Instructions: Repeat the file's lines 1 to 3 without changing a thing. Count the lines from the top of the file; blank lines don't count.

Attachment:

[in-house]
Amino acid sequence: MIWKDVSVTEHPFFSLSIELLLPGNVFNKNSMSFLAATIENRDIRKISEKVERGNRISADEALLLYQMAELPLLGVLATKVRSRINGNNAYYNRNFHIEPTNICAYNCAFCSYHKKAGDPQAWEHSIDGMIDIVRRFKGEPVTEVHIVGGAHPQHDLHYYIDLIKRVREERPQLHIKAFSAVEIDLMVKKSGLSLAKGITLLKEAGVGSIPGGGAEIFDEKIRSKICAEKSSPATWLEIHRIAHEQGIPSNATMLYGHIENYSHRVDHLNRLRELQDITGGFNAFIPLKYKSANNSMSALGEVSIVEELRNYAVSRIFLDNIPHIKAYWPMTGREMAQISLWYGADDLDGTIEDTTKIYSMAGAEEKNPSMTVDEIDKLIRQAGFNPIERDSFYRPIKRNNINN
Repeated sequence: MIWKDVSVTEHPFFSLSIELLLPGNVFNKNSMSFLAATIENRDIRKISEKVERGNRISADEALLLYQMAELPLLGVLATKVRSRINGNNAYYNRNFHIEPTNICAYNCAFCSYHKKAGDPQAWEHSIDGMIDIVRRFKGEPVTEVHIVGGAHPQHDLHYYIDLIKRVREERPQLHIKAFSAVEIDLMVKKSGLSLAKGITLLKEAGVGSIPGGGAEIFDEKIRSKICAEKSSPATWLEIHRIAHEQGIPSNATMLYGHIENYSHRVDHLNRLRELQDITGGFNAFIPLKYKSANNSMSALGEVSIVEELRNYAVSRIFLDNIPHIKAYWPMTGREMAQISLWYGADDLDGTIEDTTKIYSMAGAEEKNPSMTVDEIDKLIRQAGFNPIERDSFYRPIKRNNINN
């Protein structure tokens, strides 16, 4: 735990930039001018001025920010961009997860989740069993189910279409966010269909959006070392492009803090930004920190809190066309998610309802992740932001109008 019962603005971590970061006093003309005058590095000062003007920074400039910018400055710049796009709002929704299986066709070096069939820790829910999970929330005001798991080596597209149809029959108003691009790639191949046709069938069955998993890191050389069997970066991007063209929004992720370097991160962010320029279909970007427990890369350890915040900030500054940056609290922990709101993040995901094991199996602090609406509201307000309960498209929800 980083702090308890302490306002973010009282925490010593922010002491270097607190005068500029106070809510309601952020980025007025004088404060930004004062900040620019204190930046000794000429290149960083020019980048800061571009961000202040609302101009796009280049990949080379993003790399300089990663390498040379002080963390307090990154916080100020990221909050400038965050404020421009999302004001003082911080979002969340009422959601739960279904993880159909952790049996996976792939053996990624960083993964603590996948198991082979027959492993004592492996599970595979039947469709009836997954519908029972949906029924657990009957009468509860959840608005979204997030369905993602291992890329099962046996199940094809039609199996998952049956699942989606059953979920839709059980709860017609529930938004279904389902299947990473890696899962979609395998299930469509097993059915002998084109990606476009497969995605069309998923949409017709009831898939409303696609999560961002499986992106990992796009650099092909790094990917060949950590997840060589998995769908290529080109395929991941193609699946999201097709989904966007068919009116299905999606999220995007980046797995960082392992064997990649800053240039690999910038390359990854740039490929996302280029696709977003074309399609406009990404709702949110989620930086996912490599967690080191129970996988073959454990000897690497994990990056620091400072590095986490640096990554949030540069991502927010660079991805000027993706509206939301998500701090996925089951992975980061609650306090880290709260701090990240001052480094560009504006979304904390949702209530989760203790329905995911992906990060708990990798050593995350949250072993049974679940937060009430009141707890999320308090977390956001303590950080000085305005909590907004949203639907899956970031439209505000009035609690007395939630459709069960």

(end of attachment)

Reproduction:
[in-house]
Amino acid sequence: MIWKDVSVTEHPFFSLSIELLLPGNVFNKNSMSFLAATIENRDIRKISEKVERGNRISADEALLLYQMAELPLLGVLATKVRSRINGNNAYYNRNFHIEPTNICAYNCAFCSYHKKAGDPQAWEHSIDGMIDIVRRFKGEPVTEVHIVGGAHPQHDLHYYIDLIKRVREERPQLHIKAFSAVEIDLMVKKSGLSLAKGITLLKEAGVGSIPGGGAEIFDEKIRSKICAEKSSPATWLEIHRIAHEQGIPSNATMLYGHIENYSHRVDHLNRLRELQDITGGFNAFIPLKYKSANNSMSALGEVSIVEELRNYAVSRIFLDNIPHIKAYWPMTGREMAQISLWYGADDLDGTIEDTTKIYSMAGAEEKNPSMTVDEIDKLIRQAGFNPIERDSFYRPIKRNNINN
Repeated sequence: MIWKDVSVTEHPFFSLSIELLLPGNVFNKNSMSFLAATIENRDIRKISEKVERGNRISADEALLLYQMAELPLLGVLATKVRSRINGNNAYYNRNFHIEPTNICAYNCAFCSYHKKAGDPQAWEHSIDGMIDIVRRFKGEPVTEVHIVGGAHPQHDLHYYIDLIKRVREERPQLHIKAFSAVEIDLMVKKSGLSLAKGITLLKEAGVGSIPGGGAEIFDEKIRSKICAEKSSPATWLEIHRIAHEQGIPSNATMLYGHIENYSHRVDHLNRLRELQDITGGFNAFIPLKYKSANNSMSALGEVSIVEELRNYAVSRIFLDNIPHIKAYWPMTGREMAQISLWYGADDLDGTIEDTTKIYSMAGAEEKNPSMTVDEIDKLIRQAGFNPIERDSFYRPIKRNNINN